I agree with this article in its entirety. Rosa Parks, Martin Luther King, and other movers and shakers of the Civil Rights Movement have been canonized and included in a watered down national narrative of the struggles of African Americans in the United States. We recognize Rosa Parks for her heroic stand against racial segregation in public places. We recognize Martin Luther King for his eloquent speeches and marches that kept morale for the achievement of civil rights exceptionally high. We recognize the Black Panther Party and the Nation of Islam for their promotion of militancy and black nationalism. Nonetheless, all the people that contributed to the fight for equality contributed so much more than the box American likes to place them in. We have to move past Rosa Parks sitting in her seat, she got up a long time ago. Human Rights icons and activists can be acknowledged for so much more than what we choose to recognize them for. Rosa Parks was not an old, tired woman that was too fatigued to rise from her seat because of a long day of work. She was a feisty, strong, social justice leader who dedicated many years of her life to the Civil Rights Movement. Unfortunately, we never get to hear this narrative. The educational system tends to keep lessons taught on the Civil Rights Movement short, sweet, and to the point. Regrettably, the struggle for Civil Rights cannot be kept short, and in doing so you create a false idea of what the Civil Rights Movement actually was. It is a major part of American History and we should work towards embracing it in its entirety, whether good or bad.

Recent historians, editors, and journalist  interested in the study of the modern-day Civil Rights Movement have started to speak out more on the fraudulent national narrative of the movement American Society has deemed to be acceptable. Years after the end of the movement, we have obtained so much more knowledge concerning its frontrunners and their hard work; therefore it makes little since to continue to preach the same ole’ tunes.  Do you feel as though America has placed the Civil Rights Movements and its prominent leaders during that time in a box? Is it even necessary to try to re-write the narrative of a movement that existed in the past? How can we climb out of its constraints?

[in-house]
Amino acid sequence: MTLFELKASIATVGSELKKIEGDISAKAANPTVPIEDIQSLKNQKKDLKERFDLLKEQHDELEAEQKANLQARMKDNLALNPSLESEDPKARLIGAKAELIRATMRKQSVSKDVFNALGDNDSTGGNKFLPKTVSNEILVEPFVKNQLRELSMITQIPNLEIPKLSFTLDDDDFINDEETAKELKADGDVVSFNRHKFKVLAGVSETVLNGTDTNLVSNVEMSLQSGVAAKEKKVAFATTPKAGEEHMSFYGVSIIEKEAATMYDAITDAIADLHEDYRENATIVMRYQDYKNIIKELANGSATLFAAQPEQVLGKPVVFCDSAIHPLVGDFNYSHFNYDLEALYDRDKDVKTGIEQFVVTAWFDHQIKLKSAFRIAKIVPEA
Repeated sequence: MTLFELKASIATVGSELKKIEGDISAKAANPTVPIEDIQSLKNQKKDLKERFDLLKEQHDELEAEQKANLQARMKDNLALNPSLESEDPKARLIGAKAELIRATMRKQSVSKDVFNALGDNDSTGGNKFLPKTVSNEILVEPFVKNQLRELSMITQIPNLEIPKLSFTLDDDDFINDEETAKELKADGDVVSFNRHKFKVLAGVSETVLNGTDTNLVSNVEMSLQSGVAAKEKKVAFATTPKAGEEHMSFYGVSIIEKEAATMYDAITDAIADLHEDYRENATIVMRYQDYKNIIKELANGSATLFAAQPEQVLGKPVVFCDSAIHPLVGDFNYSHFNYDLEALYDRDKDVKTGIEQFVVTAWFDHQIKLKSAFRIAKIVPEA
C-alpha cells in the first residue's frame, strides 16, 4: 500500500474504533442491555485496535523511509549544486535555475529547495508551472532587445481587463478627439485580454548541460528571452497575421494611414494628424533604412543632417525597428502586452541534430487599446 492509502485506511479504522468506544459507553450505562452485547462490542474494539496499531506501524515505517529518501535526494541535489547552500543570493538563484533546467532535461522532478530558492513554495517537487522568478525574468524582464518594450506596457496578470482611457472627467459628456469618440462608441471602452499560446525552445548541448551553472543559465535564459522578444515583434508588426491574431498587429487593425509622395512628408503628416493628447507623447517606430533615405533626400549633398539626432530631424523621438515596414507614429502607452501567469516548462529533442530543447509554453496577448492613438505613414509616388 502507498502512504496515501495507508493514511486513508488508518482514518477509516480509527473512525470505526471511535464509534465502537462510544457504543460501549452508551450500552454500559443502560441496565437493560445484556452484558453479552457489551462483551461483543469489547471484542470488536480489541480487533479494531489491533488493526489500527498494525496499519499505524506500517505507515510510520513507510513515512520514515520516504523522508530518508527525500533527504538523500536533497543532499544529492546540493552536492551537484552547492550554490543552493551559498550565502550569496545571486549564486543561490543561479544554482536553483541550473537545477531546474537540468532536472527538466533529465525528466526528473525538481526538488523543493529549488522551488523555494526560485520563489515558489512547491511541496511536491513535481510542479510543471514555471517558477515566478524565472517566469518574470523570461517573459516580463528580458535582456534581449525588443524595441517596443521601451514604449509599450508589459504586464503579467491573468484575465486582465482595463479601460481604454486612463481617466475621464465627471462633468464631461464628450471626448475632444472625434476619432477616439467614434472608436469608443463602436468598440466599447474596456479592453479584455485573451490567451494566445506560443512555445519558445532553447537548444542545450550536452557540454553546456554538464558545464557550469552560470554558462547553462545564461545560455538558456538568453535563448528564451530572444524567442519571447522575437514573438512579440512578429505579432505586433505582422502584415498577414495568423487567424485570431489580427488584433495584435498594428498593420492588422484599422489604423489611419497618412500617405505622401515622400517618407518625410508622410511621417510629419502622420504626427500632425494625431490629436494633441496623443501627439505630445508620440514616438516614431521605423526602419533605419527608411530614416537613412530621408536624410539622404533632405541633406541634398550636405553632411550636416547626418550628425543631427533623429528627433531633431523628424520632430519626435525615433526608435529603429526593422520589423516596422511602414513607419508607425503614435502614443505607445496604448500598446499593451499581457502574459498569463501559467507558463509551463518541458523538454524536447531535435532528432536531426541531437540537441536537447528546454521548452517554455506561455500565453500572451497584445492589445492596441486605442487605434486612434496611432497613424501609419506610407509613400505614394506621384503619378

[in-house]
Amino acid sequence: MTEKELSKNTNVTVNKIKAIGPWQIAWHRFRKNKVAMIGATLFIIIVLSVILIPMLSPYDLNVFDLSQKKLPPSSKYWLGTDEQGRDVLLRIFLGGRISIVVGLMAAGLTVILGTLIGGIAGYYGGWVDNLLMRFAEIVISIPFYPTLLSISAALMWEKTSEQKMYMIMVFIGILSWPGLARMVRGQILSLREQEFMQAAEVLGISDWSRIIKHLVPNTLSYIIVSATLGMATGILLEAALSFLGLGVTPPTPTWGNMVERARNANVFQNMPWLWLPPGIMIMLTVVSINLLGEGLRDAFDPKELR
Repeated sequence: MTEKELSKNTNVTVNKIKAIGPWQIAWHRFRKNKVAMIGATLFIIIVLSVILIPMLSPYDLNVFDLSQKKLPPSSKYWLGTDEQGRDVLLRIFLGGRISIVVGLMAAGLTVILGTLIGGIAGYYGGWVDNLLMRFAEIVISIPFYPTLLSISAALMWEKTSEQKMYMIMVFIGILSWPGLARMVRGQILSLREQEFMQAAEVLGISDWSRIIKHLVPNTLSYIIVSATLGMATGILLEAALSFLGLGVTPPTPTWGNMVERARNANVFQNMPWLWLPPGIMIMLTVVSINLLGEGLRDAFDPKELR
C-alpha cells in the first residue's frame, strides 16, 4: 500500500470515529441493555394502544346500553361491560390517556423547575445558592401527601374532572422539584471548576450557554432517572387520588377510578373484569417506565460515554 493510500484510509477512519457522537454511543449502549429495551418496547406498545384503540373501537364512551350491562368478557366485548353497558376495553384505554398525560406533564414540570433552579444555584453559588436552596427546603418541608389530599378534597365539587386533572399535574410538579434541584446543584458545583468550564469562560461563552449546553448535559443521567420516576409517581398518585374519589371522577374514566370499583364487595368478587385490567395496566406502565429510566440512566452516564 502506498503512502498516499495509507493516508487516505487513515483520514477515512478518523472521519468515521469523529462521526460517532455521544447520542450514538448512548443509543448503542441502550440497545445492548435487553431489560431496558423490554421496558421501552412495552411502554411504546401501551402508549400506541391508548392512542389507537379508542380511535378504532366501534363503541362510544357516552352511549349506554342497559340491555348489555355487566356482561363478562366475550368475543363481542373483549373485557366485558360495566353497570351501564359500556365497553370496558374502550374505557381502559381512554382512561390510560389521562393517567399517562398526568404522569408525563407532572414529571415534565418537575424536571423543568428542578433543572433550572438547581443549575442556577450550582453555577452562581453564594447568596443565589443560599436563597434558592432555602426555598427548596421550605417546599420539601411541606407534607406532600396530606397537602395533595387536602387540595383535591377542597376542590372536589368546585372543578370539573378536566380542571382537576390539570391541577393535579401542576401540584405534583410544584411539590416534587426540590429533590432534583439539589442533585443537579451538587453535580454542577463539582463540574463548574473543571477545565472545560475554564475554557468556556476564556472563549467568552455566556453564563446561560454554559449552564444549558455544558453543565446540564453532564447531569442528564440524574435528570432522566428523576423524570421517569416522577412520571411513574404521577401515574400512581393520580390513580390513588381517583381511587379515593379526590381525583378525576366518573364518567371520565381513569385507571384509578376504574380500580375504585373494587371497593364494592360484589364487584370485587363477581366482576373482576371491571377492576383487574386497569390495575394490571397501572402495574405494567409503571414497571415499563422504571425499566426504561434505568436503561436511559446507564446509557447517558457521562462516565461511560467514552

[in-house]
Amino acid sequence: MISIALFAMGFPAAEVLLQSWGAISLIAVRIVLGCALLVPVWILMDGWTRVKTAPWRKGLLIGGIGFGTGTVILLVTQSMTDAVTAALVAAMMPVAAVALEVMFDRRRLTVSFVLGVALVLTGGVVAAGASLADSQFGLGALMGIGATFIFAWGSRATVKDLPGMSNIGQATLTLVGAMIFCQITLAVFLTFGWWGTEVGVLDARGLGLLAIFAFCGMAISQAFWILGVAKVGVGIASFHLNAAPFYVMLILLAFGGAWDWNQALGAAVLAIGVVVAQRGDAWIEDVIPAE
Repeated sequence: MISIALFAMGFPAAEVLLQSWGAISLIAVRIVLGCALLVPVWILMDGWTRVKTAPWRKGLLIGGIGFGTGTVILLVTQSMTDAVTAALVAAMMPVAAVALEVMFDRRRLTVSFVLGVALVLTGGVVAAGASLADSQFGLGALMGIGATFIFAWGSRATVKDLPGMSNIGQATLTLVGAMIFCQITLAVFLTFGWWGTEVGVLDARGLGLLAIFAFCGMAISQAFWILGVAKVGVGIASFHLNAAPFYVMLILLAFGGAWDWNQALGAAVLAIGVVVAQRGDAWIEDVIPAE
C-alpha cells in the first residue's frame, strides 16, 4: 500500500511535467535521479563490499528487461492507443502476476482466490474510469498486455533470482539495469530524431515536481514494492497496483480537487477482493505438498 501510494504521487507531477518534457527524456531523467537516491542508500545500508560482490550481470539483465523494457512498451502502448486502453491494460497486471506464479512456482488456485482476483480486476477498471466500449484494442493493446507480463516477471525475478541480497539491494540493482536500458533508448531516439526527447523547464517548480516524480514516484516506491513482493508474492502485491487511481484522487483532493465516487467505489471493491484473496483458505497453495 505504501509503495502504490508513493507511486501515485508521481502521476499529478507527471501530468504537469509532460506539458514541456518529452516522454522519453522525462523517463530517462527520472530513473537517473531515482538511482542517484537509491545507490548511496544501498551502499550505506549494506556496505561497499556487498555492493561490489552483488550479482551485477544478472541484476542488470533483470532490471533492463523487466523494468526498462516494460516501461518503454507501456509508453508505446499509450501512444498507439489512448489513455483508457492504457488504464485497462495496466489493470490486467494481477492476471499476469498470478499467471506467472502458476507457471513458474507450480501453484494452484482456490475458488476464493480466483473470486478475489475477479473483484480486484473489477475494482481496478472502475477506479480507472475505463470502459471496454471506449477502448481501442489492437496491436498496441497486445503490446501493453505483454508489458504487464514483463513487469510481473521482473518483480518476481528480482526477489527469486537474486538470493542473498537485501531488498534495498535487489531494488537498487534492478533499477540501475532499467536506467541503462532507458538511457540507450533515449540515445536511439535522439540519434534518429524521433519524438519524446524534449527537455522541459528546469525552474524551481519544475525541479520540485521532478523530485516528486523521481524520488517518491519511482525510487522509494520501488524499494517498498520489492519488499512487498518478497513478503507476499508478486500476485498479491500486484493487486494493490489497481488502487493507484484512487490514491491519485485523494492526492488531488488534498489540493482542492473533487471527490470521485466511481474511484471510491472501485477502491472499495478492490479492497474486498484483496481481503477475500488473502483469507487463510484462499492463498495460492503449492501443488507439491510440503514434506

Wells and McWhorter

McWhorter’s article, “Losing the Race: Self-Sabotage in Black America” was very interesting and provided a different perspective than many of the other authors we have read in this class or during my time at Rhodes.  His very conservative critique as a well-educated and well-read African American man was, quite frankly, unexpected. His discussion of the cult of victimology was an intriguing read and something that many of my professors, my fellow students, and half of my brain wanted to or would disagree with.  While I was rereading the article to prepare for this post, a curious thought crossed my mind. In many ways, McWhorter and his article are similar to Ida B. Wells and her pamphlets and anti-lynching campaign.
While comparing these two authors directly would be difficult because of time and topic difference, their means for accomplishing their respective ends were very similar. Both McWhorter and Wells attempted through lectures and articles to dispel myths about both African American and mainstream American culture. Wells argued and dispelled, with factual and anecdotal evidence, many of the myths surrounding the lynching of African Americans in the late 19th and early 20th centuries. In her pamphlets, stereotypes of black and white men and women were examined and usually disproven. In his article, McWhorter uses very similar tactics to discuss the Seven Articles of Faith of the cult of victimology. In each of the sections, he discusses one article of faith – which usually revolved around a stereotype or other promulgated inaccuracy – and attempted to refute it with statistics and anecdotal information.